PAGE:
“In cases of abuse of power involving sexual harassment, state-owned enterprises are apparently unable to control the problem. The management of state-owned enterprises seems to have unlimited power. Of the 24 cases in the research study, over half took place in state-owned enterprises. According to Professor Tang, state-owned enterprises still have a problem in dealing with sexual harassment cases. “Sexual harassment is seen as immoral behavior that is corrupting society. A trend of highly politicized cases caught the attention of the general public, and the backlash of opinion condemned both the victim and the harasser alike” ((Editor’s Note: One such case was a 2009 incident involving Deng Yujiao, an employee at a karaoke entertainment center, who stabbed a government official when he tried to force her to have sex with him. Deng’s case sparked a firestorm in the blogosphere and media about sexual harassment and whether she should be punished. She was tried in court for murder but was set free after the court found her guilty of a lesser charge of using excessive force in self-defense.)). This approach is often harmful to both the victim and the harasser. Moreover, this allows the state-owned enterprises to shift the blame and cover up the problem, and government agencies to avoid dealing with it. In fact, their lack of empathy towards the victim causes harm and forces the burden of proof on her, even to the extent that when the victim lodges a complaint, she is persecuted from all sides. This is a not at all uncommon situation.

Professor Tang and other researchers have clearly shown in their studies that there is a huge gap in attitudes and awareness towards sexual harassment between academics and the general public. In recent years, the unofficial public view on sexual harassment is that the victim is somehow inviting it. Cultural attitudes further blur the lines of responsibility between the harasser and the victim. Professor Tang said that accepting or rejecting sexual harassment is not a matter of personal attitude. It is simply unacceptable to ask women to sacrifice their own interests and employment opportunities. This research study is aimed at correcting errors in the general public opinion, and to help guide the general public on the traditional cultural response of victim-blaming, and to focus attention on gender equality, equal protection under the law, and defects in the legal system.


  1. Editor’s Note: Zhongze Women’s Legal Counseling and Services Center is the new name of China’s oldest independent women’s legal aid NGO, formerly known as Beijing University Women’s Legal Aid Center. Zhongze’s recent efforts to work with businesses to address sexual harassment are detailed in another CDB article, “A NGO Works with Companies to Prevent Sexual Harrassment”.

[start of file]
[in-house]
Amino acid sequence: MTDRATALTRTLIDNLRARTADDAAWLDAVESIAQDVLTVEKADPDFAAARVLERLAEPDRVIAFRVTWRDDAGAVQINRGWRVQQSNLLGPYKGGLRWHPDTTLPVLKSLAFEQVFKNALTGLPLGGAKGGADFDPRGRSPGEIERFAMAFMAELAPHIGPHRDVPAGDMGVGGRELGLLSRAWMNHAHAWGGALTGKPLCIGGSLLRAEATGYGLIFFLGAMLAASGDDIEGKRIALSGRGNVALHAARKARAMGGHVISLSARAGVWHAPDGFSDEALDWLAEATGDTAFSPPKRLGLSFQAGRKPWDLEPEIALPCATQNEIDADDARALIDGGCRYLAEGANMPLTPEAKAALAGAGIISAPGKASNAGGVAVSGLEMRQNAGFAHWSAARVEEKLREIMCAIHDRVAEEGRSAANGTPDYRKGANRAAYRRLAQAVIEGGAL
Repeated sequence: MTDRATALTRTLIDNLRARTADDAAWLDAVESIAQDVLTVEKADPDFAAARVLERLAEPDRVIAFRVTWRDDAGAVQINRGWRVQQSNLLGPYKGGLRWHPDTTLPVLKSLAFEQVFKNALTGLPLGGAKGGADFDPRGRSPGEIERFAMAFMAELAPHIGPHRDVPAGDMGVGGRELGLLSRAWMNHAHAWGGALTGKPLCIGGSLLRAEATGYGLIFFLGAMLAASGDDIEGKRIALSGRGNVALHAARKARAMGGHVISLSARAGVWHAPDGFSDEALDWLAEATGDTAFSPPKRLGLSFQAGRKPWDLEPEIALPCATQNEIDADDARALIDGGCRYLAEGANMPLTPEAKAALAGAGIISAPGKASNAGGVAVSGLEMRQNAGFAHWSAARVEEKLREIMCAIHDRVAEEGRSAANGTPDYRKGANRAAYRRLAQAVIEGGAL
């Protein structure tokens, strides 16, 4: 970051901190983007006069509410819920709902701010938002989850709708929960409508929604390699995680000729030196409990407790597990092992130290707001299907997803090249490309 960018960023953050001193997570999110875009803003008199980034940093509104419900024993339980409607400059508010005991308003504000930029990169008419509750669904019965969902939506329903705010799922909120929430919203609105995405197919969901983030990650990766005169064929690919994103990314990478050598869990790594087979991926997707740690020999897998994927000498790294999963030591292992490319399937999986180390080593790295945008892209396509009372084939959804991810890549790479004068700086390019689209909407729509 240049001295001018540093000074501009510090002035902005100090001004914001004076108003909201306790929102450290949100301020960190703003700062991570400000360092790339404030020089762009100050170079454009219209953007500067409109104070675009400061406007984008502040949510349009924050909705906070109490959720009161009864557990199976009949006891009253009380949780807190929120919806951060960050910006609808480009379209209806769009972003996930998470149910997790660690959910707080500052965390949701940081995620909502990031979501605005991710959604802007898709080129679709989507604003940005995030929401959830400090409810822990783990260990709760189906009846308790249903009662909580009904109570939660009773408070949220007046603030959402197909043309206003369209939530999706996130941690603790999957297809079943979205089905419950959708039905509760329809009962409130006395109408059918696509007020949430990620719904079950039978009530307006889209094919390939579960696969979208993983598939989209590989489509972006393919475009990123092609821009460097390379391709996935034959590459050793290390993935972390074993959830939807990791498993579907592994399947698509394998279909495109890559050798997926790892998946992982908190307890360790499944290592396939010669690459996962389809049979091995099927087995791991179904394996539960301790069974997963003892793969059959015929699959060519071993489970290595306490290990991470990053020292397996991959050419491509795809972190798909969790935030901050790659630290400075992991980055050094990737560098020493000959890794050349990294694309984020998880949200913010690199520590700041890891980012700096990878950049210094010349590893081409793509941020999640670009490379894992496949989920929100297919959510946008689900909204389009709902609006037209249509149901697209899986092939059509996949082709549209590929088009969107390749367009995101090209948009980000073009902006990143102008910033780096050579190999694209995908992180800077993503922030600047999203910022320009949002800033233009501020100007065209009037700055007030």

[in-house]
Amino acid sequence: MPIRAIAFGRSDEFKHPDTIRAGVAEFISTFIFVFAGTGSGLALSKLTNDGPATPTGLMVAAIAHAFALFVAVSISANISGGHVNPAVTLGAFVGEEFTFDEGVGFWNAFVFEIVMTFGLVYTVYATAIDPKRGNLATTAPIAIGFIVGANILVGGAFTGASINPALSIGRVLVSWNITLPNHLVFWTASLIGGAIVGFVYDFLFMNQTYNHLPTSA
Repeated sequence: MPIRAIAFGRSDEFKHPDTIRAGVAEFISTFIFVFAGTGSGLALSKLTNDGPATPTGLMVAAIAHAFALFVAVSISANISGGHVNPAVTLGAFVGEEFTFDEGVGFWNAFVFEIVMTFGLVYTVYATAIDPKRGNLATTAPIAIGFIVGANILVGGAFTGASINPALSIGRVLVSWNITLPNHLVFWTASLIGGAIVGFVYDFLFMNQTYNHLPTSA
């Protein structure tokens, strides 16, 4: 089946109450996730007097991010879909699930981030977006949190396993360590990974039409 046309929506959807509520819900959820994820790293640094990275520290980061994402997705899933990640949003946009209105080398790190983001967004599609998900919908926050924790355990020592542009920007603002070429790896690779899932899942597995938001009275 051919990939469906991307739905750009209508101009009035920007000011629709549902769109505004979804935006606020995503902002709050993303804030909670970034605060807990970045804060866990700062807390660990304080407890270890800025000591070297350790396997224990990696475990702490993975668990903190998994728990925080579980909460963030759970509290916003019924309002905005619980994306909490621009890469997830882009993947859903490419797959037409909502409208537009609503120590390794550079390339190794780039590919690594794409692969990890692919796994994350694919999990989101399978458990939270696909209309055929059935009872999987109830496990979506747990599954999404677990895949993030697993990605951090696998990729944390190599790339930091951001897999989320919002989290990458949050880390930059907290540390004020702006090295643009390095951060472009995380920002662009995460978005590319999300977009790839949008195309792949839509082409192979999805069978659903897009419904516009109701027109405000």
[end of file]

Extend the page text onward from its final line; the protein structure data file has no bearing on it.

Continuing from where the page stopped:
性骚扰背后是社会性别平等问题
付涛
中国发展简报2011夏季刊
“众泽针对企业进行倡导并非易事。项目从2006年启动至今,联系到的绝大部分企业均被抵触和观望情绪左右,拒绝参与,反衬了6家试点企业超越法律责任先吃螃蟹的勇气和胆识,也凸显了“众泽”作为民间机构,在性骚扰社会问题上锲而不舍的开创性价值。
“这 既与法律的缺失有关,也与传统的性别文化导致企业在性骚扰问题的认识滞后于进步的理念有关。”众泽妇女观察秘书长林丽霞说。中国的职场性骚扰问题背后,是法律滞后、企业缺乏应对动力、以及传统性别文化负面影响等因素的作用。这些因素相互牵扯,共同对社会性别平等的努力形成挑战。遗憾的是,中国持续多年的经 济发展,并未直接带来社会性别平等状况的同步改善。
“中国的社会性别发展还特别落后。” 联合国社会性别主题工作组项目官员马雷军经常拿出数据,来反驳中国妇女地位较高的公众印象。联合国开发计划署 (UNDP)每年都要发布人类发展报告,对各国的性别发展指数和性别妇权尺度进行排序。这些排序指标对联合国所倡导的“根本意义”上的性别平等,即男女在政治、经济等方面的参政就业机会进行衡量。2009年的最新排序中,中国位列第72位,位居亚洲国家日本(56位)、越南(61位)、韩国(67位)之后。另外一个参照来自2008年联合国和中国外交部就千年发展目标的实施进行的评估结论,认为中国在扶贫上已经成为世界典范,但在社会性别(平等),艾滋病防治和可持续发展三个方面,仍然面临重大挑战。
从 联合国对华投入援助资金的消长,从一个侧面透出其中的端倪。近年来,国际资金退出中国的趋势总体上非常明显。马雷军说,全球基金 (Global Fund)和英国国际发展部(DFID)等昔日对华援助的重点机构和项目已逐步淡出。今年联合国艾滋病规划署(UNAIDS)的人员和项 目减半,但去年联合国将四个机构合并,成立性别平等与女性赋权署(以下简称“联合国妇女署”),在华投入的资金量在加大。新的联合国妇女署被赋予期望,成为驱动社会性别平等和妇女赋能的一个更强有力机构。
权力关系左右职场性骚扰
“清华大学孙立平教授说权力滥用是当前中国最严重的问题,我们的研究是要探明,性骚扰中除了歧视,是否还有权力滥用问题”,中国社科院社会学所研究员唐灿说。
唐 灿提到的这项研究,是课题组在2004~2007年间由香港乐施会资助完成的,对24个案例涉及的受害者、受害者的同事、亲属、律师和法官进行的访谈分 析,主要通过定性的社会学研究,关注行为者的选择、行动方向和逻辑,指向特定的转型时期和特定文化下性骚扰现象背后的社会公平问题。性骚扰在70年代就被 西方女权主义者确认为基于性别的社会不平等,这项研究通过本土的案例研究对此予以证实。
课题组把最初的性骚扰发展为屈从性行为或者强奸的一组案例,与受害女性成功拒绝和遏止性骚扰的案例进行对比,发现后面一组案例中,骚扰者与被骚扰者地位较为平等,互动过程中缺少权力构成胁迫和威慑。而拒绝不成功的案例中,女性社会身份较低,在和骚扰者的权力关系和互动中明显处于弱势,她们的拒绝只能起到微弱 作用。性骚扰的发生与受害者与骚扰者的权力关系显著。
此外,唐灿等人的研究表明,环境和制度是影响性骚扰的第二个影响。用人单位如果有足够的公平和防范意识并以制度来保证,对女性的反抗效果很有帮助。第三个因素是女性面对性骚扰的智慧和技巧因素。
循 着这个逻辑可以判断,性骚扰背后是不平等的社会性别关系和不平等的社会权力地位关系,制约着施害者和受害者的选择和行动,这被国际劳工组织在多个国家的统计研究所证明。在对受害者的社会援助和救济渠道缺失的情况下,用人单位成为亟需建立的防治性骚扰的一道重要防线。唐灿说,相比之下在非正规就业领域,由于 存在单位缺失,更容易出现投诉无门的情况。
具体到单位对性骚扰问题发生后的反应,唐灿发现,受访者的共同反应是,单位并不关注,无视其尊严利益、尊严和感受,她们难以从单位行为中获得公平保护。其中,国企的特点被特别提及。
“在 涉及性骚扰的权力滥用上,国企的问题好像更加不可控制。集权制的国企老板权力不受控制,回想我调研的24个案例,国企一类单位占了一半以上。”唐灿说,面 对性骚扰问题,国企往往还有另一幅面孔:“特别关注社会道德,从高度政治化倾向出发关注秩序,从流氓败坏社会风气的角度看待性骚扰,对骚扰者施加行政处罚的同时,往往伴以对女性的道德和精神责备,受害者的个人权利不在其视野内。”这往往造成骚扰者和受害者两败俱伤。此外,企业推卸和掩盖问题,政府一些相关组织看似公事公办,实则使受害者感到缺乏同情心造成伤害,以及要受害者负担举证责任,甚至当受害者站出来提起诉讼时候,联合迫害受害者,这些情况也并不鲜见。
      唐灿等人的研究表明,在对待性骚扰的认知和态度上,学者和公众之间还有相当大的距离。近年来,非正式公众舆论仍然普遍认为性骚扰是女性有所迎合的结果,背后的文化扭曲使受害者和施害者责任不清。唐灿说,实际上接受或者拒绝性骚扰并不取决于个人态度,要求女性放弃生存利益和工作机会是一种苛求。这项研究是对公 众误区进行修正,有助于引导公众和舆论针对女性的传统文化苛责心理,转向关注性别平等以及保障这种平等的环境和制度的缺失问题。

 

Fu Tao is CDB Editor

Translated by Jane Luksich

Reviewed by Claudia Vernotti